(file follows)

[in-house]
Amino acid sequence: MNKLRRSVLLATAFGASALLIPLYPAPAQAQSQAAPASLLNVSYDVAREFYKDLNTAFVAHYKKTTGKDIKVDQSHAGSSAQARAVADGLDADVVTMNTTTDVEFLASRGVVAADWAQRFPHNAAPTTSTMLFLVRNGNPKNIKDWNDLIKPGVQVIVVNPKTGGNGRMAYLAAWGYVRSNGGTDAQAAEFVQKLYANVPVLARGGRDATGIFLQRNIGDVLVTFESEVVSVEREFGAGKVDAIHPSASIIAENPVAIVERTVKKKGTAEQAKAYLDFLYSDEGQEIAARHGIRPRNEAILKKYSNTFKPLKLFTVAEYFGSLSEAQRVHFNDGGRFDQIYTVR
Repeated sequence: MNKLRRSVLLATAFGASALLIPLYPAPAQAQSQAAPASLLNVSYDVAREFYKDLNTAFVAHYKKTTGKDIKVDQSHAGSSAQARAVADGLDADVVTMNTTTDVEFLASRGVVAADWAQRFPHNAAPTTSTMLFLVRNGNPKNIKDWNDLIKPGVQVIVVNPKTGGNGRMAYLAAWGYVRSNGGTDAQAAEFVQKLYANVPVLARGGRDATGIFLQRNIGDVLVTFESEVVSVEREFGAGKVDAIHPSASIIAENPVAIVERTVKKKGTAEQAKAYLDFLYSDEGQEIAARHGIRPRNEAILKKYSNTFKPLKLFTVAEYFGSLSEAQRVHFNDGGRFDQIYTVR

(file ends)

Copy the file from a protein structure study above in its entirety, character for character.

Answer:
[in-house]
Amino acid sequence: MNKLRRSVLLATAFGASALLIPLYPAPAQAQSQAAPASLLNVSYDVAREFYKDLNTAFVAHYKKTTGKDIKVDQSHAGSSAQARAVADGLDADVVTMNTTTDVEFLASRGVVAADWAQRFPHNAAPTTSTMLFLVRNGNPKNIKDWNDLIKPGVQVIVVNPKTGGNGRMAYLAAWGYVRSNGGTDAQAAEFVQKLYANVPVLARGGRDATGIFLQRNIGDVLVTFESEVVSVEREFGAGKVDAIHPSASIIAENPVAIVERTVKKKGTAEQAKAYLDFLYSDEGQEIAARHGIRPRNEAILKKYSNTFKPLKLFTVAEYFGSLSEAQRVHFNDGGRFDQIYTVR
Repeated sequence: MNKLRRSVLLATAFGASALLIPLYPAPAQAQSQAAPASLLNVSYDVAREFYKDLNTAFVAHYKKTTGKDIKVDQSHAGSSAQARAVADGLDADVVTMNTTTDVEFLASRGVVAADWAQRFPHNAAPTTSTMLFLVRNGNPKNIKDWNDLIKPGVQVIVVNPKTGGNGRMAYLAAWGYVRSNGGTDAQAAEFVQKLYANVPVLARGGRDATGIFLQRNIGDVLVTFESEVVSVEREFGAGKVDAIHPSASIIAENPVAIVERTVKKKGTAEQAKAYLDFLYSDEGQEIAARHGIRPRNEAILKKYSNTFKPLKLFTVAEYFGSLSEAQRVHFNDGGRFDQIYTVR